Friday, April 23, 2010

Obamacare will Create Doctor Shortages

Surveys among medical doctors during the health care debate showed that one out of three physicians intended to leave the profession of Obamacare became law. With the law on the books, many in the medical profession are not going to wait for states to sue or courts to over turn, but are going to simply find something else to do.

This is, of course, one of the many ironies of Obamacare. The Plan was suppose to make health care more accessible to the "15 to 30 million" uninsured that we have heard so much about. Instead, health care will be less accessible to everyone, including the uninsured, thanks to Obamacare.

Many doctors are getting ready to move on to other professions. According to the Heritage Foundation, the frustration among medical doctors is at an all time high, noting that "Arizona dermatologist Joseph M. Scherzer M.D. reports in the Daily Caller that he plans to do just that. He cites the impossibility of complying with Medicare's bureaucratic guidelines and paperwork. The fine for failure to comply used to be $10,000. Under Obamacare, it's now $50,000." How will this reduce the high cost of health care?

Another problem is that the government thinks costs first, the patient second, in terms of priorities. This stands in contrast to the mandate that physicians operate under. According to Jerome Groopman, M.D., in The New York Review of Books: "Medicare specified that it was a ‘best practice' to tightly control blood sugar levels in critically ill patients in intensive care. That measure of quality was not only shown to be wrong but resulted in a higher likelihood of death when compared to measures allowing a more flexible treatment and higher blood sugar.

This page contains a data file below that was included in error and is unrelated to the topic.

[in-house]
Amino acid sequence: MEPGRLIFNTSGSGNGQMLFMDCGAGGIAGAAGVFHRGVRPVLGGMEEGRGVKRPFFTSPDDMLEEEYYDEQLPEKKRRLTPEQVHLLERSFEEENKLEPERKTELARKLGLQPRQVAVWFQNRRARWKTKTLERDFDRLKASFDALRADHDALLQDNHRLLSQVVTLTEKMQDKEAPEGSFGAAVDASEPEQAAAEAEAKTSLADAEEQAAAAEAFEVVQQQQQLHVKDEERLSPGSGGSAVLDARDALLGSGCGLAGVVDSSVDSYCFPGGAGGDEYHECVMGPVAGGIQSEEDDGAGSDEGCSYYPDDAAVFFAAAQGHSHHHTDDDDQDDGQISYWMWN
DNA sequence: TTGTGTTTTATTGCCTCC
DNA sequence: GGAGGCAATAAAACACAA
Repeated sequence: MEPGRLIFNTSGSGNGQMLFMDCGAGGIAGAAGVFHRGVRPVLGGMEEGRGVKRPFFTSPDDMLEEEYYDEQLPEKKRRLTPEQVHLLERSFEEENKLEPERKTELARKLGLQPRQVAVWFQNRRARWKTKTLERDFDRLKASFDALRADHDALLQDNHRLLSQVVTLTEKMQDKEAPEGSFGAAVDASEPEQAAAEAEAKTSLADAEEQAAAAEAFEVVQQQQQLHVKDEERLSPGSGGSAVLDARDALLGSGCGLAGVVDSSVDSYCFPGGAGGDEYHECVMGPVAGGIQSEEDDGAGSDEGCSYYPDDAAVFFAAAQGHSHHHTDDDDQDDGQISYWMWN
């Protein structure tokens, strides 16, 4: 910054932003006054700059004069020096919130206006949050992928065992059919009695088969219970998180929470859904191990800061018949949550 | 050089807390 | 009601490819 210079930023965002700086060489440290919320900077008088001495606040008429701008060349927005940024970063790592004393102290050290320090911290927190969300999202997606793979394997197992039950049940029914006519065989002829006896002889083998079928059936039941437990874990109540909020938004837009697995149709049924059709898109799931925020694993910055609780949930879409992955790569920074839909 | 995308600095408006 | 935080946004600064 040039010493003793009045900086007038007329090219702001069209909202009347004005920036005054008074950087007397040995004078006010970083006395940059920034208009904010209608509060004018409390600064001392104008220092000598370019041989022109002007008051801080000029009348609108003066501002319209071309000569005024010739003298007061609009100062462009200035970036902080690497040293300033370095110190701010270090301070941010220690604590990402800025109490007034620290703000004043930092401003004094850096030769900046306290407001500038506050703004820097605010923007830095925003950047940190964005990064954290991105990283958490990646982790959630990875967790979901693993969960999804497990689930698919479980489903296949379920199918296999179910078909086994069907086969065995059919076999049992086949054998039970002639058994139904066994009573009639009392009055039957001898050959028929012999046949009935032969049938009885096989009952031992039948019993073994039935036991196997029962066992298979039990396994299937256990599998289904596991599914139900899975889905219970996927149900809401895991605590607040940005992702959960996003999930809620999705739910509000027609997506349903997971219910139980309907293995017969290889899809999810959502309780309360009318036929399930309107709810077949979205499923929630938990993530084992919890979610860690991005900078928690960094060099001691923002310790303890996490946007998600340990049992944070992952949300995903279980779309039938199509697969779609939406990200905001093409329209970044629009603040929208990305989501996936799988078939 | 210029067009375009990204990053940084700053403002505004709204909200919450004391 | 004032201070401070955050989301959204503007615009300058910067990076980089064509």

Similarly, government officials directed that normal blood sugar levels should be maintained in ambulatory diabetics with cardiovascular disease. Studies in Canada and the United States showed that this ‘best practice' was misconceived. There were more deaths when doctors obeyed this rule than when patients received what the government had designated as subpar treatment (in which sugar levels were allowed to vary)." So the "best practices" would cost lives. The doctor choosing what was best for a particular patient, would be penalized at the tune of $50,000. Who would have thought we would live in a world with such choices?

This strange approach to health care was previously limited to Medicare and Medicaid. That is no longer the case with the passing of Obamacare. Every American, regardless of where their coverage comes from, will be subject to these laws. So much for "doctor-patient confidentiality." Heritage Foundation notes that "The new law creates an Institute for Comparative Effectiveness Research, which will define best practices using population-based research. This will be used to create government-approved standards for the practice of medicine-deviant physicians will pay a penalty for failure to comply." With such, doctors will cease to be in medical practice, but simply well educated government bureaucrats who are often opposed to the rules they must practice.

It is projected that some 40,000 physicians will leave medicine in the next decade. That is a very conservative estimate.

Kevin Price is a syndicated columnist whose articles frequently appear at ChicagoSunTimes.com, Reuters.com, USAToday.com, and other national media. Kevin Price is also host of the Price of Business (M-F at 11 AM on CNN radio). Hear the show live and online at PriceofBusiness.com. Visit the archive of past shows here.

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